Grandmother, businesswoman, world traveller, survivor. Born on Dec. 1, 1918, in Kaposvar, Hungary; died on Jan. 9, 2014, in Vancouver, of pneumonia following complications from a fall, aged 95.
Frances was born Franceska Anna Schon in Kaposvar, Hungary, just three weeks after the armistice that ended the First World War. Her parents ran a general store and she had a comfortable middle-class Jewish upbringing, attending school and studying ballet and piano. She was very close to her brother Istvan, who was five years her senior and an accomplished musician.
In her late teens, the family moved to Budapest where she trained as an aesthetician. She had an active social life and met George Hajduska, whom she married in 1942. In Hungary the removal of Jews came later than in some countries, but eventually the Nazis came. George was sent to Russia with a forced labour battalion. Frances was captured with her mother at a railway station in 1944 and sent first to Auschwitz and later to the Parschnitz camp in Czechoslovakia.
Frances was one of the “lucky” few to survive Auschwitz. She spoke German and, because of her skills as an aesthetician, was protected by one of the female camp officers. After liberation she reunited in Budapest with George, who had walked home from Russia. Others were not so fortunate: Frances’s mother and brother, and most members of both Frances and George’s extended families, died in the Holocaust.
In 1949, the couple left Hungary with their infant daughter and after stops in Israel, Spain and France, immigrated to Canada in 1951. George was an engineer specializing in shoe manufacturing, and they established a new life in Quebec’s Eastern Townships and later in Montreal. Their family name was anglicized to Hoyd.
The 1956 Hungarian Revolution brought a new wave of refugees from their homeland to Canada, and Frances was active with the Red Cross to help newcomers settle. She worked at a manufacturing company, eventually becoming office manager, and used her connections to help other immigrants find jobs.
George never completely recovered his health after the war and he died suddenly in 1961. Frances raised their daughter Marianne as a single working mother from the age of 42. Although she had some close gentlemen friends in later years, she always considered herself a widow.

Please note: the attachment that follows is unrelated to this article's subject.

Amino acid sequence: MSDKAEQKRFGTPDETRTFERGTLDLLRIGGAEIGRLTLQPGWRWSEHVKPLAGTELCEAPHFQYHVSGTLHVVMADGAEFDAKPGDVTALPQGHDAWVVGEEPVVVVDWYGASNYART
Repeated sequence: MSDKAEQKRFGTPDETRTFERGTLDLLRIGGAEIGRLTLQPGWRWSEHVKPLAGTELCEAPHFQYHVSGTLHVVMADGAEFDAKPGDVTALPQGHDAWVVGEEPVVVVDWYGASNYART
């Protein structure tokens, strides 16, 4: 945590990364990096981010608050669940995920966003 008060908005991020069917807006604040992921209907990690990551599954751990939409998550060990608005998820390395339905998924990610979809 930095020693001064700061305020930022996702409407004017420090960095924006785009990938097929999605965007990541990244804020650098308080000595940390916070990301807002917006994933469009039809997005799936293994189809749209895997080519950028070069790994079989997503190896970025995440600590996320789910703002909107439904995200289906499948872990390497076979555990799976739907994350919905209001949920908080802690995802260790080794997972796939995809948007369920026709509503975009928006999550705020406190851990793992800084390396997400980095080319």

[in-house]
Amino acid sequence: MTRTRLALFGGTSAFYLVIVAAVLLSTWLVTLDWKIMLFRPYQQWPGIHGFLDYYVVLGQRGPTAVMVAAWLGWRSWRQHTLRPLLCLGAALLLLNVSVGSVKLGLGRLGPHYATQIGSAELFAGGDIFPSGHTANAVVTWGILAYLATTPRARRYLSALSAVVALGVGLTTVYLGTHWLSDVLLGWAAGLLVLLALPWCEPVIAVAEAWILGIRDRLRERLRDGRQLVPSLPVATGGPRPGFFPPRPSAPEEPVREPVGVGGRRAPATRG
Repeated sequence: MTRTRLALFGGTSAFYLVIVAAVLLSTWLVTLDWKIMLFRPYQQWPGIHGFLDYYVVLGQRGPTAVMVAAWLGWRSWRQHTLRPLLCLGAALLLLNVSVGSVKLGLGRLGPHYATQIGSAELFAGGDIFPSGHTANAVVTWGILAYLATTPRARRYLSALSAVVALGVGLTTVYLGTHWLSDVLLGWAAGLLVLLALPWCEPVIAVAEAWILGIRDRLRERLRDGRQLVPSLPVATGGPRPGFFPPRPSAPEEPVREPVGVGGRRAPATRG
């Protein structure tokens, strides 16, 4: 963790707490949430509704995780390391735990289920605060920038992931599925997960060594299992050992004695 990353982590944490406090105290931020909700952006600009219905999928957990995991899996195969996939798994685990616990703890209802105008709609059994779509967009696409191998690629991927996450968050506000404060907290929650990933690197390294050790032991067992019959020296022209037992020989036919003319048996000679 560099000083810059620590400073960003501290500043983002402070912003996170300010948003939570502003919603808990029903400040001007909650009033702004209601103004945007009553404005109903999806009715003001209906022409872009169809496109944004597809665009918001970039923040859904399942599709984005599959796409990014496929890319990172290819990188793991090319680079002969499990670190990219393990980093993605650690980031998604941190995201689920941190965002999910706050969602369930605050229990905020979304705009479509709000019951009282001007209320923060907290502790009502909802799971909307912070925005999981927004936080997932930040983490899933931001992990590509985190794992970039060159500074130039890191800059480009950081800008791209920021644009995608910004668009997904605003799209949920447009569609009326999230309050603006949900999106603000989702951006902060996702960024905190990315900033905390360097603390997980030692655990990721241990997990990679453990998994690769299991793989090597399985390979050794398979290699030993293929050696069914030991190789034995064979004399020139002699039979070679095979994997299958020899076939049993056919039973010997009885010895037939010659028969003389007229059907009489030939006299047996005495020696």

In 1973, Frances visited Sydney, Australia, at the invitation of old friends from Hungary; taken by the warm climate, in contrast to a Montreal winter, she decided to move there. She enjoyed taking cruises and even lived in Tahiti for several months. In 1985, Marianne and husband John, who had also been living in Australia, moved back to Canada. A year later, Frances returned, too, settling in Vancouver. She was delighted to become Nana with the birth of grandson Joshua in 1988, and to be able to participate in his bar mitzvah in 2001.
In her later years Frances was active in the Vancouver Jewish Community Centre, serving on the board and taking part in education programs for the Vancouver Holocaust Centre. There she became involved in the Gesher Project, which brought together Holocaust survivors and their children to talk, write and paint about their experiences. Many participants considered her the “Mama,” as she often helped them make sense of their experiences through conversations they found difficult to have with their own families. Those conversations helped her, too, and she became close friends with several members. The group’s artwork was exhibited in Vancouver and then went on a 10-city tour of Canada and to the United States.
While her experience of the Holocaust and the loss of so many family members clearly shaped the arc of her life, she did not allow those events to define it. As one friend put it, “She was able to see flowers, even in the darkness.”
Marianne Hoyd is Frances’s daughter; John Wood is her son-in-law.
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